Day 3 (previously published in days 1-2): The train arrived at Euston Station at 6:30 AM, about 37 minutes earlier than the Caledonian Sleeper’s “tips and tricks” webpage indicated. This is also when the attendant brought everyone in my carriage their coffee and breakfast snack.
Passengers must disembark by 7:30 AM, and that’s about when I did. I exited the station from the very long platform – Caledonian Sleeper says these are the longest passenger trains in the UK – and walked two blocks to my hotel for the next three nights in London.
Bags dropped off, I walked over to Warren Street Underground station to take a train or two to Westminster station. (I used my photographs of the fascinating design of that station to joke on Twitter that I had actually been in the never-opened Block 37 “superstation” in Chicago.)
I walked around Westminster Abbey, St. James’s Park, and Green Park, to observe the preparations for the coronation of Prince Charles III on Saturday (in two days). There were a lot of police officers, private security personnel, and tons of barricades all over the place. People were even camping along the Mall to save a spot from which to watch the procession of the Gold State Coach from the church to Buckingham Palace.
I saw a lot of people commuting to work by bicycle; compared to Chicago and New York City, more people in London seem to wear cycling kit in the morning.
Having enough of that, I walked around East London where a lot of the higher end shopping streets are – near Piccadilly Circus and Leicester Square.
The time was nearing 10 AM so I headed over to the London Transport Museum to join the queue prior to my reserved entry time. (I’m not going to explain the contents of the museum, but it reviews the history of growth and development in London and the surrounding areas that were rural and became suburbs and then were absorbed into the city, as well as shows and explains the workings of many past and present transportation agencies in the Greater London Area.)
I had lunch with a friend from Batavia whom I hadn’t seen in ages at a Vietnamese restaurant in a viaduct underneath the Charing Cross station tracks.
After lunch I went back to the hotel and took a shower and nap.
For the evening, I walked over to a friend’s friends’ flat in Covent Garden and we had drinks on their courtyard balcony and ate takeout pizza from Pizza Pilgrims, a local chain.
I rode the tube home (it was about twice as fast as walking).
Day 4 (Friday)
Two Chicago friends and I had breakfast at Dishoom – I had the “Wrestler’s naan roll”, which had a sausage, egg, and bacon wrapped in naan.
We then hopped on the Elizabeth Line at Tottenham Court Road and rode it a few stops until my friend who is staying behind and I needed to change trains to go somewhere else while our friend continued heading to Heathrow.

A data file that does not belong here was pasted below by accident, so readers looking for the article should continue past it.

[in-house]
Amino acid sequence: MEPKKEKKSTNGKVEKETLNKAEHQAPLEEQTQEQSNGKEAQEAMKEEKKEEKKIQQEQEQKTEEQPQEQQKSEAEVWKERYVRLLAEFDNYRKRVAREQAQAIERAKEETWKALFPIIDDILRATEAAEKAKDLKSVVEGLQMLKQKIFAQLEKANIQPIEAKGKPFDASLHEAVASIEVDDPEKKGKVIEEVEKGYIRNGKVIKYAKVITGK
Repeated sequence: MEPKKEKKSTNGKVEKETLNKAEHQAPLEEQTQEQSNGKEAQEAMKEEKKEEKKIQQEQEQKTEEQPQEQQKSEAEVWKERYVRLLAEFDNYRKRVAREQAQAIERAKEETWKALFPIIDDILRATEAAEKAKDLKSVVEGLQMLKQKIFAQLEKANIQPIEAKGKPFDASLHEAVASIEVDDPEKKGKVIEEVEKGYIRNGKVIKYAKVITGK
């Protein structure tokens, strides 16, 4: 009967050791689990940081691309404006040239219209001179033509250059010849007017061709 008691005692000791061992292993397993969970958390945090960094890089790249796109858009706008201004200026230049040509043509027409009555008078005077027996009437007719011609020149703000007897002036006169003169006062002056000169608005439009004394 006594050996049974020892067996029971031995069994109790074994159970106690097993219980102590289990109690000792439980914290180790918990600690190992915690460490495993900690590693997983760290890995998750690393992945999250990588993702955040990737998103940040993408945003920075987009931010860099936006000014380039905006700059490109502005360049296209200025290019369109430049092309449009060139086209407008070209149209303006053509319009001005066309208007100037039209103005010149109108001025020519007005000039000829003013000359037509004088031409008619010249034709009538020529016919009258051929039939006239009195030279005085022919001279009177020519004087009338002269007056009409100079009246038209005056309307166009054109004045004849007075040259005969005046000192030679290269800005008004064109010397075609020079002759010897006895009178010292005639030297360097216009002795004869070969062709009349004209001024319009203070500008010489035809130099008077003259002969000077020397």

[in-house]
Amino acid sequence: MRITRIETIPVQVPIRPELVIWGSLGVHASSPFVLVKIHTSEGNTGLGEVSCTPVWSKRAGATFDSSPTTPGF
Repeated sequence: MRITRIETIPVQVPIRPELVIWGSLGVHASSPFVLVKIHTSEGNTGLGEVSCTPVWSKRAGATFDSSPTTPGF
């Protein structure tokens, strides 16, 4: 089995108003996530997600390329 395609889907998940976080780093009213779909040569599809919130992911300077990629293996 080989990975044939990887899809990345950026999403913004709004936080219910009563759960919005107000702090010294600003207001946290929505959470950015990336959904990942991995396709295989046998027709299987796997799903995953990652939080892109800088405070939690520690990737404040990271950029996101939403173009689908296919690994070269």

That somewhere else was Canary Wharf station, which I believe was under construction when I was last in London in 2014. Now it’s a huge structure that looks kinda of like a tube with angularly sliced ends. On top is a restaurant, Big Easy, and an open air botanic garden.
Soon, I headed to meet someone at University College London and do a kind of walking tour around the Camden borough to see the new streetscape changes.
To get to UCL I changed trains at Baker Street, one of the world’s oldest subway stations – it opened in 1863. Chicago’s first ‘L’ station opened in 1892.
After the walking tour I headed over to the “City Centre”, an exhibit from New London Architecture where there are three 3D models of the city alongside posters about proposed and under construction “mega developments” in London. (This was also a good place to use the loo.)
My friend and I reunited outside St. Paul’s Cathedral and headed to a pub on Bow Lane to have a pint alongside the after work crowd.
While walking through the narrow streets from the pub to a subway station I took a fantastic photograph of the cathedral from several blocks away.
For dinner I joined a big group of friends for Punjabi food at Tayyabs in Whitechapel. We rode the Elizabeth line from Tottenham Court Road to get there. The line is important to describe because it opened in May 2022 and by November 2022 more people rode it than rode all eight lines of the CTA (counting ridership on a daily basis). The line is so useful to so many people because it offers faster crosstown trips; it has induced additional trips rather than cannibalize ridership on other subway lines.
We returned to the flat where we had pizza the night before to freshen up and head over to a bar that turned out to have blaring and poorly tuned speakers before going to the Hippodrome Casino to listen and sometimes sing along to musicals played live on piano.